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Answered 2012-12-10 21:50:21

No. If you are not married the mother have custody automatically since birth. The only way for the father to get it is by proving paternity in court and he can then petition for custody, visitation and pay child support. Until then he can not stop her and the child form leaving.

If you are married she can also leave with the child and so could you since you both have equal right to the child then.

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Can a father who has joint custody with the mother stop her from visiting another state with the child


yes she is in my pants, and she is doin the heck out of me. RENa'


Yes, unless there is a custody agreement in order. Neither mother or father has custody legally.


IT DEPEND ON IF THE FATHER IS SHARING CUSTODY.


Without a Will, he has no clearly defined custodial rights to a stepchild, but unless addressed in a custody decree, neither does the father. Guardianship reverts to the maternal grandparents.


he has the right to fight for custody of the child involved but in the end depending on the situation the mother would be granted soul custody unless the mother is less fit than the father to raise the child


Generally, the order stands until there has been a significant change in circumstances that warrant another review by the court. In order to obtain primary custody the father would need to provide evidence that "primary" custody of the father would be in the best interest of the child and the present arrangement is not.Generally, the order stands until there has been a significant change in circumstances that warrant another review by the court. In order to obtain primary custody the father would need to provide evidence that "primary" custody of the father would be in the best interest of the child and the present arrangement is not.Generally, the order stands until there has been a significant change in circumstances that warrant another review by the court. In order to obtain primary custody the father would need to provide evidence that "primary" custody of the father would be in the best interest of the child and the present arrangement is not.Generally, the order stands until there has been a significant change in circumstances that warrant another review by the court. In order to obtain primary custody the father would need to provide evidence that "primary" custody of the father would be in the best interest of the child and the present arrangement is not.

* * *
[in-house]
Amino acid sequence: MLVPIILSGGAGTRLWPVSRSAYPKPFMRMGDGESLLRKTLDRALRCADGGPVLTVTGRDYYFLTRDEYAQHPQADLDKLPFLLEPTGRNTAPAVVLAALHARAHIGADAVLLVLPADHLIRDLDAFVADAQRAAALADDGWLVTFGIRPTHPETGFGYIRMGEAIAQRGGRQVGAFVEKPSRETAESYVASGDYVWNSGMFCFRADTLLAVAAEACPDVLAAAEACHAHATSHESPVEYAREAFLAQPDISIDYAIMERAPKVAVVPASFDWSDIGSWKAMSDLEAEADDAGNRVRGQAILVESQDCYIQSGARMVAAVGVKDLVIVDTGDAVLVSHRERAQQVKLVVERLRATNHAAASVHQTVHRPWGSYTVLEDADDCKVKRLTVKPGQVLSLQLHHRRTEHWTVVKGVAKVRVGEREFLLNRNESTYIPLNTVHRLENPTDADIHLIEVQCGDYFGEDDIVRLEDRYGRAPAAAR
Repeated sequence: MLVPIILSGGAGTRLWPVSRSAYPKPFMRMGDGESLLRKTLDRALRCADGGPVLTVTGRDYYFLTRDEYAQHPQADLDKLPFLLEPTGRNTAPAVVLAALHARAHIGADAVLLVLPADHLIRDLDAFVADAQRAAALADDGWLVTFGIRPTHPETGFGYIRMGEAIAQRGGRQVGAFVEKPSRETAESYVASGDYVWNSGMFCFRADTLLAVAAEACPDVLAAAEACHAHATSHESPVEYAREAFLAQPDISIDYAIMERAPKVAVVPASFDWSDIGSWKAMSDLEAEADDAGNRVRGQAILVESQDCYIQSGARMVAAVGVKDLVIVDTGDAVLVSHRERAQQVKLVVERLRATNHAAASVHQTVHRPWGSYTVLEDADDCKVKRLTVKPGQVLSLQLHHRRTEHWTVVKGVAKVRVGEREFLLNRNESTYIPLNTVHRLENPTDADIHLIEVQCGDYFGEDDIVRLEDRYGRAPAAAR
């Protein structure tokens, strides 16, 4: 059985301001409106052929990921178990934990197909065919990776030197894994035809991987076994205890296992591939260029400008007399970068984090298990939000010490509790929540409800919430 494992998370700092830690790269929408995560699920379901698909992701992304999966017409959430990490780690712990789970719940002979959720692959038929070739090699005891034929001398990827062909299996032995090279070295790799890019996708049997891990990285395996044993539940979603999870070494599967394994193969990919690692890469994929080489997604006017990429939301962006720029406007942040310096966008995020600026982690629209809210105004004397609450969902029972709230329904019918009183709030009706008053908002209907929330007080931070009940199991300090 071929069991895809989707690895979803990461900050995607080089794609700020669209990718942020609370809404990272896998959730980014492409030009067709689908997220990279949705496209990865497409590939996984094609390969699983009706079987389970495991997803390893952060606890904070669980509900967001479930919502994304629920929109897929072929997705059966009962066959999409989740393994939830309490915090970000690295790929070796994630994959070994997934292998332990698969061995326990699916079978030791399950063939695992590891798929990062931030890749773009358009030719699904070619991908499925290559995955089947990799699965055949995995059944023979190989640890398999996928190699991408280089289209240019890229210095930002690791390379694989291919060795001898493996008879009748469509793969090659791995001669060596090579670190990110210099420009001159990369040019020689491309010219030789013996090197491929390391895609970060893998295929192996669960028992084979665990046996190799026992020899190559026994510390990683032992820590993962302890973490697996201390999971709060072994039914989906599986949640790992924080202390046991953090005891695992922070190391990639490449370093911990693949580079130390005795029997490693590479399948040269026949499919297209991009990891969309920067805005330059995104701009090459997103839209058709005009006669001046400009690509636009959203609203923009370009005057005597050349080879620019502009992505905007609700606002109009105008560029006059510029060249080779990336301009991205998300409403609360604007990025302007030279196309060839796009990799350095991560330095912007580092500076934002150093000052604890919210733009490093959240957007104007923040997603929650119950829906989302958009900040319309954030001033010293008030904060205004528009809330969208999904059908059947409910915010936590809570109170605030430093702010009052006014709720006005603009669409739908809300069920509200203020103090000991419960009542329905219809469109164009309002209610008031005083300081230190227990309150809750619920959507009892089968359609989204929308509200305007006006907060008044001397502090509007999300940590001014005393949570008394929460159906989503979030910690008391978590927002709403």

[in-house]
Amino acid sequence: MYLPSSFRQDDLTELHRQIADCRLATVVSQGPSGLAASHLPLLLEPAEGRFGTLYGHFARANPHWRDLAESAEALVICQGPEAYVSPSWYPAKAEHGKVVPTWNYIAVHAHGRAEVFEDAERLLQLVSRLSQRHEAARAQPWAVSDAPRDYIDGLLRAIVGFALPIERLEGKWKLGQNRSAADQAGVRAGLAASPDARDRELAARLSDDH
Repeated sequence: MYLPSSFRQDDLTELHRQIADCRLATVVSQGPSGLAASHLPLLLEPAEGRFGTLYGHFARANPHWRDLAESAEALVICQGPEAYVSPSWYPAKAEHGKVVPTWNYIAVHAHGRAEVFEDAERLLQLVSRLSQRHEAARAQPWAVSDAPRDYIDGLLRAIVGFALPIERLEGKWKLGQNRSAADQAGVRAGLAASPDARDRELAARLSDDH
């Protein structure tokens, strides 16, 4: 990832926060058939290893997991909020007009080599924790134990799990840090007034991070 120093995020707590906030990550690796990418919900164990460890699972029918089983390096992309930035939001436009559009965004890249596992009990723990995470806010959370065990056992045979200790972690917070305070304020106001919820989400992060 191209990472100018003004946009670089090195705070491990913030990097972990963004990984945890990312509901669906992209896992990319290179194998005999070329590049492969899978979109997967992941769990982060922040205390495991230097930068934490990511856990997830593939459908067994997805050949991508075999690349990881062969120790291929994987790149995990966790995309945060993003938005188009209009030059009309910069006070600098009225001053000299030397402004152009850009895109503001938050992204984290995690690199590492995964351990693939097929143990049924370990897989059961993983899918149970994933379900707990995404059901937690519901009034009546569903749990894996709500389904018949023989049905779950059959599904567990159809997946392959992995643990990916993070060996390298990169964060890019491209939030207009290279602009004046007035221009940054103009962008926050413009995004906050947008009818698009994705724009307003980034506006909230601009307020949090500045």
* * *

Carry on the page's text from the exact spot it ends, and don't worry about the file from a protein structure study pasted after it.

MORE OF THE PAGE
I would say yes as long he is the biological father,and neither of them have any "strikes" against them concerning the welfare of the child in question,or any other child.





If you have Joint Legal Custody, then neither parent can physically change residences without the approval of the other. If, per the question, the daughter is living with the father, or the father has "primary" custody, then you can move wherever "you" want, at least in my perception.


The father must petition the court for temporary custody.The father must petition the court for temporary custody.The father must petition the court for temporary custody.The father must petition the court for temporary custody.


Get the court's blessing for this, beginning with establishment of paternity.


The mother automatically have custody from birth and the father can petition for custody, visitation and also pay child support after he has proved paternity in court by providing a DNA test. As long as the mother is fit he will get shared custody at the most.


Shouldn't the question be, "How do I take his kids away from their father?" They are just as much his as yours. File for bird next custody. see link below


The father would be the favored person to get legal custody if the mother had custody and died unless he was found to be unfit to have custody.


The unmarried mother has sole custody and control in every state at the time of the birth until the father establishes his paternity in the family court.


No. If your father has custody you cannot make that decision until you reach eighteen unless your father consents to a change in the custody order.No. If your father has custody you cannot make that decision until you reach eighteen unless your father consents to a change in the custody order.No. If your father has custody you cannot make that decision until you reach eighteen unless your father consents to a change in the custody order.No. If your father has custody you cannot make that decision until you reach eighteen unless your father consents to a change in the custody order.


If the father has legal custody, no. Not without his consent. If she has joint legal custody, no. Not without his consent. If she has sole legal custody, yes.If the father has legal custody, no. Not without his consent. If she has joint legal custody, no. Not without his consent. If she has sole legal custody, yes.If the father has legal custody, no. Not without his consent. If she has joint legal custody, no. Not without his consent. If she has sole legal custody, yes.If the father has legal custody, no. Not without his consent. If she has joint legal custody, no. Not without his consent. If she has sole legal custody, yes.


If the parents share custody there must be a custody order and visitation order. Those orders must be followed. Neither party has the right to make changes without a new court order.



The assumption here is that a husband, in the process of a divorce, has filed for custody and the mother is countering it by claiming that he is not the father. She can do this.


Joint custody is between two parents, which are usually a mother and a father.